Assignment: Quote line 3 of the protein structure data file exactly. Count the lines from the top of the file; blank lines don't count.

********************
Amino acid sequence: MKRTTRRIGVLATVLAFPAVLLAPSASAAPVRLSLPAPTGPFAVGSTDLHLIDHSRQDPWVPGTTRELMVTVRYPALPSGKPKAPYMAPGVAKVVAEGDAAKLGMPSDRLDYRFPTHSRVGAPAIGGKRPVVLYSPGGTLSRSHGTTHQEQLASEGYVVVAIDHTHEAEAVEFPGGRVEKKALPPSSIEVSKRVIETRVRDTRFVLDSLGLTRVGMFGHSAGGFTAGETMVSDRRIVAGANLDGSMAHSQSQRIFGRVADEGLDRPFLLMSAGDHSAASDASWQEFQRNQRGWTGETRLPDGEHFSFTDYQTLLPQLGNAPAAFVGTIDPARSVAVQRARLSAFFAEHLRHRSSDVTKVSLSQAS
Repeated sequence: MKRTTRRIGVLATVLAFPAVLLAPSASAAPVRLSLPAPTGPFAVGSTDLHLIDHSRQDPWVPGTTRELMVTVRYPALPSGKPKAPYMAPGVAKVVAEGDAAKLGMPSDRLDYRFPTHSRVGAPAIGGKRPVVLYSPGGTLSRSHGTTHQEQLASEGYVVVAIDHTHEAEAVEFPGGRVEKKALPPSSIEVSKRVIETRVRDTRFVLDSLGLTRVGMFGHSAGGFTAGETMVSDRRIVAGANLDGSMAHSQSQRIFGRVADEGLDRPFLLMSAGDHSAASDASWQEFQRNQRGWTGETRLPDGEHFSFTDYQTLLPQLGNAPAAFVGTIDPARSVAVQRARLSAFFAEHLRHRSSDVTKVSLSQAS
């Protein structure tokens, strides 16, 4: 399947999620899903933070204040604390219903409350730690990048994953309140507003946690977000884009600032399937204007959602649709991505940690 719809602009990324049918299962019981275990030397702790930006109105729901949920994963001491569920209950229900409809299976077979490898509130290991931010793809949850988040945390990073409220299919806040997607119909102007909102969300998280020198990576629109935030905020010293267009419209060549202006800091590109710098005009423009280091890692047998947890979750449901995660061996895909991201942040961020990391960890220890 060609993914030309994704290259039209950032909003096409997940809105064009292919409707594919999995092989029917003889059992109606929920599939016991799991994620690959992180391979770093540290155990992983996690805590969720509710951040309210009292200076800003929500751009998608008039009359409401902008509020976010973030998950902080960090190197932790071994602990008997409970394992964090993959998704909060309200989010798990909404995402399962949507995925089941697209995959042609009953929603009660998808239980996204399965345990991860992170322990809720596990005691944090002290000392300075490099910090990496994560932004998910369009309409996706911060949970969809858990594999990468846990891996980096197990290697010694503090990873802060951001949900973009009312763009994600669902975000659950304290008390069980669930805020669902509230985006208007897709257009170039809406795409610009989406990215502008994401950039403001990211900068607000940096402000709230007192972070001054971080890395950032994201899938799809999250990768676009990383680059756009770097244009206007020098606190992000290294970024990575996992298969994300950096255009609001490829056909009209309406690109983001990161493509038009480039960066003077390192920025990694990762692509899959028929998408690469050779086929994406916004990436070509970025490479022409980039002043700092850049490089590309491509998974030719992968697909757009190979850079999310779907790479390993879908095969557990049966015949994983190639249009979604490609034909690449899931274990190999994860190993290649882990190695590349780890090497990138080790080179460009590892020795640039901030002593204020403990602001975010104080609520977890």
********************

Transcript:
């Protein structure tokens, strides 16, 4: 399947999620899903933070204040604390219903409350730690990048994953309140507003946690977000884009600032399937204007959602649709991505940690 719809602009990324049918299962019981275990030397702790930006109105729901949920994963001491569920209950229900409809299976077979490898509130290991931010793809949850988040945390990073409220299919806040997607119909102007909102969300998280020198990576629109935030905020010293267009419209060549202006800091590109710098005009423009280091890692047998947890979750449901995660061996895909991201942040961020990391960890220890 060609993914030309994704290259039209950032909003096409997940809105064009292919409707594919999995092989029917003889059992109606929920599939016991799991994620690959992180391979770093540290155990992983996690805590969720509710951040309210009292200076800003929500751009998608008039009359409401902008509020976010973030998950902080960090190197932790071994602990008997409970394992964090993959998704909060309200989010798990909404995402399962949507995925089941697209995959042609009953929603009660998808239980996204399965345990991860992170322990809720596990005691944090002290000392300075490099910090990496994560932004998910369009309409996706911060949970969809858990594999990468846990891996980096197990290697010694503090990873802060951001949900973009009312763009994600669902975000659950304290008390069980669930805020669902509230985006208007897709257009170039809406795409610009989406990215502008994401950039403001990211900068607000940096402000709230007192972070001054971080890395950032994201899938799809999250990768676009990383680059756009770097244009206007020098606190992000290294970024990575996992298969994300950096255009609001490829056909009209309406690109983001990161493509038009480039960066003077390192920025990694990762692509899959028929998408690469050779086929994406916004990436070509970025490479022409980039002043700092850049490089590309491509998974030719992968697909757009190979850079999310779907790479390993879908095969557990049966015949994983190639249009979604490609034909690449899931274990190999994860190993290649882990190695590349780890090497990138080790080179460009590892020795640039901030002593204020403990602001975010104080609520977890």